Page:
Top athletes know the secret: the more you train, the more you need to recover. There are those who associate taking a break with laziness or shirking one’s duties and many even feel guilty about relaxing. But no one can go on doing more and more ad infinitum. None of us is exempt from switching off to take good care of ourselves, especially when the pressure is high. This simple truth can be a life-saver.
We may recognize the need to take breaks, but there is a difference between taking a break and taking an effective break. Switching off from the laptop to check the text messages in your phone is an example of a non-effective break. Your body, mind and emotions continue working as hard, only using another screen. Training your recovery muscle is an art. Let us look at what makes it successful.
Prioritize your breaks
Treat your daytime breaks, away from desk and screens, as you would an important meeting. You are effectively meeting with yourself – could there be anyone more important to meet?! Try the following:
- Set break-out times in your daily agenda.
- Set the alarm clock as a reminder.
- Ask a housemate to remind you that you committed to taking regular breaks.
- Turn off screens when break time is due. An open screen is an invitation to continue working.
Reward yourself for recovery moments you take; a small treat, a self-hug, a delicious cup of coffee or tea, just to tell yourself “well done!” for taking a few moments away.
Being continuously busy means we continuously press the gas pedal of our autonomous nervous system (called the sympathetic nervous system). It is the part of our nervous system that keeps us on our toes, constantly alert and vigilant for any potential threat. Long ago those threats were physical – a prowling lion or a tribal warrior with a spear. These days they are the short deadlines, the endless emails or the constant change of direction that threatens our peace and balance. By physical recovery we therefore mean finding effective physical ways to activate the parasympathetic nervous system, that part of the system that moderates stress and takes care of our relaxation.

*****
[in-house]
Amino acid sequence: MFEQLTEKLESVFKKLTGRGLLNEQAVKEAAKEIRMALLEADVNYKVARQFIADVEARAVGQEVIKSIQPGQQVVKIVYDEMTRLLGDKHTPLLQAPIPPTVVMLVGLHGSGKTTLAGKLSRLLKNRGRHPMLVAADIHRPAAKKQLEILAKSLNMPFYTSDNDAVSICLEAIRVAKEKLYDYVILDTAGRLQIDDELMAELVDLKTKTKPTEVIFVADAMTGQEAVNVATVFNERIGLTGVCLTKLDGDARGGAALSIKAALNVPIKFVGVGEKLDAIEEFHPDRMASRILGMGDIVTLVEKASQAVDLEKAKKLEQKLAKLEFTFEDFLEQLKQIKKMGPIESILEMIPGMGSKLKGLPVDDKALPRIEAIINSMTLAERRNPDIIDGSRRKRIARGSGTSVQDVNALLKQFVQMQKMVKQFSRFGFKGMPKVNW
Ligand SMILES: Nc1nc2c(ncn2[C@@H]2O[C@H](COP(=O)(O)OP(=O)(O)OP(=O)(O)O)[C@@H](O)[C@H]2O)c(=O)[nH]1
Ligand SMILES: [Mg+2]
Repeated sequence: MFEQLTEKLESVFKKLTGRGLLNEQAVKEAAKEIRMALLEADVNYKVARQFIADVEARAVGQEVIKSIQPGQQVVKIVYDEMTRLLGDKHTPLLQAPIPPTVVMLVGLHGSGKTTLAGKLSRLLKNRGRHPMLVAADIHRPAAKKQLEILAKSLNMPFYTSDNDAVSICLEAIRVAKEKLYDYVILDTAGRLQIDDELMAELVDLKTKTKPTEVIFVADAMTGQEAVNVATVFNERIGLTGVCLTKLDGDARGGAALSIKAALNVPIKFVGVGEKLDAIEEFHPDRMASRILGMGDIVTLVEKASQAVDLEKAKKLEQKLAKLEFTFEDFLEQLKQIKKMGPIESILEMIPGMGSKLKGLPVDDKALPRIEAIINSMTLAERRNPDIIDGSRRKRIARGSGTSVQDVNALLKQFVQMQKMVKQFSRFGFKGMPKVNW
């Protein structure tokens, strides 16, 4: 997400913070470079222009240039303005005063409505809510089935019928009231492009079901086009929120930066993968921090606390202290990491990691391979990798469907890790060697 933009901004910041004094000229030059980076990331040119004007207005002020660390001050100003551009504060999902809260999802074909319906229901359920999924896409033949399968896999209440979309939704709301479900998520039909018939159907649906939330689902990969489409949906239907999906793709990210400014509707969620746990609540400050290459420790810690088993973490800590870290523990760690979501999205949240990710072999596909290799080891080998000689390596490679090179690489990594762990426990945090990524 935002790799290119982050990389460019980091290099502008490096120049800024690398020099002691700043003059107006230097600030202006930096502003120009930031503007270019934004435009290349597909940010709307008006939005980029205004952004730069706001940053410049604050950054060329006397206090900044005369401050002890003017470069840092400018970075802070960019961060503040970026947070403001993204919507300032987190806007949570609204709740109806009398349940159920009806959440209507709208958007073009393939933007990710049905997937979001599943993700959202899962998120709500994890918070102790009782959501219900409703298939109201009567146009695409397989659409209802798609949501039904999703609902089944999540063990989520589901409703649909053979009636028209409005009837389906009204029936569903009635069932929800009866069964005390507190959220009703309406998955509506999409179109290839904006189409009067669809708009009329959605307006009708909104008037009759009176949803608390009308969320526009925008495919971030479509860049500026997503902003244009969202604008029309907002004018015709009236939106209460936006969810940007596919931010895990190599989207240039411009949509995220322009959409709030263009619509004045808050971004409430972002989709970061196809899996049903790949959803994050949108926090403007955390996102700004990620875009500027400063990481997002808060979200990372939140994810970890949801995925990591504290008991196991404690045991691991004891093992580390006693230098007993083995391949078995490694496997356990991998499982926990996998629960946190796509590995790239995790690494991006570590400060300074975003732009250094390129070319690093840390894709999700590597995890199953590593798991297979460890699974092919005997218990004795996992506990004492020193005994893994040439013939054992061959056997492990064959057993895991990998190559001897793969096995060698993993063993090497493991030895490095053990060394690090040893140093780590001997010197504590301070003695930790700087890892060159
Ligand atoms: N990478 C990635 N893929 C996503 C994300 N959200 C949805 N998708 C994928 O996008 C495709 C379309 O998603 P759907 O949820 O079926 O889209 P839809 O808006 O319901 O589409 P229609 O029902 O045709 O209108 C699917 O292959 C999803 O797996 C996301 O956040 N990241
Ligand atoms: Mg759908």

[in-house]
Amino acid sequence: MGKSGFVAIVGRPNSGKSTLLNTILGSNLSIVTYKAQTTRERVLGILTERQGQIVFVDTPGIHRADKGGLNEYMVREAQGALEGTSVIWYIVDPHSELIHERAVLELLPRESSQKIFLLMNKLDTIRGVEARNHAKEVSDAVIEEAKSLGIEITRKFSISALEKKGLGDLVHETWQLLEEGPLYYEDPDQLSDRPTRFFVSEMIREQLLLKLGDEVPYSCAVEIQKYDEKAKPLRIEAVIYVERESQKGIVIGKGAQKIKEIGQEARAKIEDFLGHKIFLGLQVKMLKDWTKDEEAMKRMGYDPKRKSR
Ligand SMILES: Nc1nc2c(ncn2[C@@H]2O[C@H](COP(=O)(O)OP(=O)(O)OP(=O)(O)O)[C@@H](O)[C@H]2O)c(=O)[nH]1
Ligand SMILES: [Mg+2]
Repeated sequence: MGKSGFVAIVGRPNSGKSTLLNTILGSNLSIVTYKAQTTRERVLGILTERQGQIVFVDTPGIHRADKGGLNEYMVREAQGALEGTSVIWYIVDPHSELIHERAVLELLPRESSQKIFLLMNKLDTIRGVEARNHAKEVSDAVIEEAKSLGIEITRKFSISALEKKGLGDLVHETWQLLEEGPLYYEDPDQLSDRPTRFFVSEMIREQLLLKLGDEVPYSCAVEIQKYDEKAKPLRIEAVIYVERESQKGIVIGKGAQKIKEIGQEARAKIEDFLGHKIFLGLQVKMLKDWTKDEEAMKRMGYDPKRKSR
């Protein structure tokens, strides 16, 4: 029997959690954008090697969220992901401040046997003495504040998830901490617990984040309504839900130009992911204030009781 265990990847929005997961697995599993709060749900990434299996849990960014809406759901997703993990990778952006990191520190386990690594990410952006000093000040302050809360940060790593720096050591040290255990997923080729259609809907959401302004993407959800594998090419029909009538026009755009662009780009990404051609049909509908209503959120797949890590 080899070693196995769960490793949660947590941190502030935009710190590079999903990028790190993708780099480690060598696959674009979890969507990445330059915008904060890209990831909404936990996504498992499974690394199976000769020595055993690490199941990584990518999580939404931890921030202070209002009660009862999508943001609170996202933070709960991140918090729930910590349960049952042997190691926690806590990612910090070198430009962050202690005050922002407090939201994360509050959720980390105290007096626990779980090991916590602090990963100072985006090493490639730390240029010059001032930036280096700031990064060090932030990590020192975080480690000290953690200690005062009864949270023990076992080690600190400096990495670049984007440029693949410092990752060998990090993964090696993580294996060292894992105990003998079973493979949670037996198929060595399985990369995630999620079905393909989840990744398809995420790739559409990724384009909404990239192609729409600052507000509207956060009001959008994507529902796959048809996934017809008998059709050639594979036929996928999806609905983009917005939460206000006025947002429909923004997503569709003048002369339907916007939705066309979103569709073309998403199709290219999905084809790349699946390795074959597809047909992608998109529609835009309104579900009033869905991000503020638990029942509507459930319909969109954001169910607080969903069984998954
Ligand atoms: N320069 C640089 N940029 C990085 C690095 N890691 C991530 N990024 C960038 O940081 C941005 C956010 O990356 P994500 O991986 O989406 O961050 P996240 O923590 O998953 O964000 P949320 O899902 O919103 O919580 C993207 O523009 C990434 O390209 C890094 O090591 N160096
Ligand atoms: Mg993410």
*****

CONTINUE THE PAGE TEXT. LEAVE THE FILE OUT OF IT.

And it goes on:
Thus, physical recovery is about using our physical body to counter-balance excessive stress. Here are some tips for effective physical recovery that supports the body’s relaxation response. All the tips can be implemented in our home-work environment:
Prioritize your sleep
Sleep is our number one recovery mechanism. Through sleep we recharge on all levels – physical, emotional and mental.
- Go to bed one hour earlier.
- Switch off all screens at least one hour before bedtime.
- Maintain good sleep hygiene: dark and quiet room, cool bed, no screens in the bedroom.
For more ideas, check out our extended content at www.wellbeingquotient.com
Move to discharge stress
We mostly think of our body as a harbinger of stress – tight shoulders, painful neck, heavy head. However, our body is also a wonderful tool for discharging stress, if used mindfully and with consideration.
- Go outside for a breath of fresh air, even if it is for five minutes on your balcony.
- Go for a longer walk in nature whenever possible. A park or garden near your home would be perfectly suitable.
- Stop once an hour for at least one minute of movement: sprint on the spot, do some squats or sit-ups or hold a plank position. One minute every hour? Surely, we can all do that. And one minute is better than none.
- Check out the ‘7 minute workout’ app to operate all your gross muscles and work out a bit of sweat in 7 minutes net, in your work room and without any equipment.
For plenty more ideas, check out our extended content at www.wellbeingquotient.com